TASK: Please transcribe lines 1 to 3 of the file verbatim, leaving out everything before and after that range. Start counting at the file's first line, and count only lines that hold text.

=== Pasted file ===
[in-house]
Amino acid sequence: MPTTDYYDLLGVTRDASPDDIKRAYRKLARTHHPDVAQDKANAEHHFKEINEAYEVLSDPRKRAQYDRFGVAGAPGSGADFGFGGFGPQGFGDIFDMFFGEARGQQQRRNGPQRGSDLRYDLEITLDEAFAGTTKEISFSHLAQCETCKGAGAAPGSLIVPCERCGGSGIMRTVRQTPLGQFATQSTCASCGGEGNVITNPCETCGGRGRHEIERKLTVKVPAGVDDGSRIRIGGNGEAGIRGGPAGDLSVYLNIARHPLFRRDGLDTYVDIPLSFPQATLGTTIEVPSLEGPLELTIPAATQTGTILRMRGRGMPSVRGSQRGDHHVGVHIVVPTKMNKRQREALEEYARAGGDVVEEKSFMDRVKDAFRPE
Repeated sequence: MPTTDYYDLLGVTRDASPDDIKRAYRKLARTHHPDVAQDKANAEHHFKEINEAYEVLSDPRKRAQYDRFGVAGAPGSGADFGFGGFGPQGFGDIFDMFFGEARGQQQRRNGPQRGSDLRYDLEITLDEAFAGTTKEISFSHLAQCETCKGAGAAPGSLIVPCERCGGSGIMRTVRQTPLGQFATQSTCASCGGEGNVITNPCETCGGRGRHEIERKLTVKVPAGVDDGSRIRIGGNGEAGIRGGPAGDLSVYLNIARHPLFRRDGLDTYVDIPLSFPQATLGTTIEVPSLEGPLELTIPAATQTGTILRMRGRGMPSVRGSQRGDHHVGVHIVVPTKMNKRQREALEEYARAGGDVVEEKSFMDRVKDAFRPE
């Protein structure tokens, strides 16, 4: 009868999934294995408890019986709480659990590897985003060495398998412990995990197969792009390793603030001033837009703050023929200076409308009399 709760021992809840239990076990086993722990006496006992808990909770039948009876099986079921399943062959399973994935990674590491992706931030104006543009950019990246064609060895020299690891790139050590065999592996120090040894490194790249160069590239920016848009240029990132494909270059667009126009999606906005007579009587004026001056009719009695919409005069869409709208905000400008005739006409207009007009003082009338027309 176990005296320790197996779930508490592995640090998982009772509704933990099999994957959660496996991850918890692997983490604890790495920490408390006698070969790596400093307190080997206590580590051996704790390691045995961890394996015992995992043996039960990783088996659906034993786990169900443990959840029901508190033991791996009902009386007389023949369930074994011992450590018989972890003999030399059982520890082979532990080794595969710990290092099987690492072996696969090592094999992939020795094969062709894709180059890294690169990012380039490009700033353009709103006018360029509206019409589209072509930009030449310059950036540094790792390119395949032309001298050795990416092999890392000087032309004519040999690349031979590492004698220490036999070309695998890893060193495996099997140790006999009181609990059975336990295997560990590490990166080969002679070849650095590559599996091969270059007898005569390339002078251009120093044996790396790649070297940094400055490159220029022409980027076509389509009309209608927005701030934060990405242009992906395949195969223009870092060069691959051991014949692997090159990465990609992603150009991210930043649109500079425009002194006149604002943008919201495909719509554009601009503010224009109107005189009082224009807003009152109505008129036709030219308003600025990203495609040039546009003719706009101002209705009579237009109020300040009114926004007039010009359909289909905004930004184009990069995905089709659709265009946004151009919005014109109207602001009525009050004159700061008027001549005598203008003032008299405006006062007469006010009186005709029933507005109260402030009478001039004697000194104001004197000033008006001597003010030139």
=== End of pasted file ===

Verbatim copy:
[in-house]
Amino acid sequence: MPTTDYYDLLGVTRDASPDDIKRAYRKLARTHHPDVAQDKANAEHHFKEINEAYEVLSDPRKRAQYDRFGVAGAPGSGADFGFGGFGPQGFGDIFDMFFGEARGQQQRRNGPQRGSDLRYDLEITLDEAFAGTTKEISFSHLAQCETCKGAGAAPGSLIVPCERCGGSGIMRTVRQTPLGQFATQSTCASCGGEGNVITNPCETCGGRGRHEIERKLTVKVPAGVDDGSRIRIGGNGEAGIRGGPAGDLSVYLNIARHPLFRRDGLDTYVDIPLSFPQATLGTTIEVPSLEGPLELTIPAATQTGTILRMRGRGMPSVRGSQRGDHHVGVHIVVPTKMNKRQREALEEYARAGGDVVEEKSFMDRVKDAFRPE
Repeated sequence: MPTTDYYDLLGVTRDASPDDIKRAYRKLARTHHPDVAQDKANAEHHFKEINEAYEVLSDPRKRAQYDRFGVAGAPGSGADFGFGGFGPQGFGDIFDMFFGEARGQQQRRNGPQRGSDLRYDLEITLDEAFAGTTKEISFSHLAQCETCKGAGAAPGSLIVPCERCGGSGIMRTVRQTPLGQFATQSTCASCGGEGNVITNPCETCGGRGRHEIERKLTVKVPAGVDDGSRIRIGGNGEAGIRGGPAGDLSVYLNIARHPLFRRDGLDTYVDIPLSFPQATLGTTIEVPSLEGPLELTIPAATQTGTILRMRGRGMPSVRGSQRGDHHVGVHIVVPTKMNKRQREALEEYARAGGDVVEEKSFMDRVKDAFRPE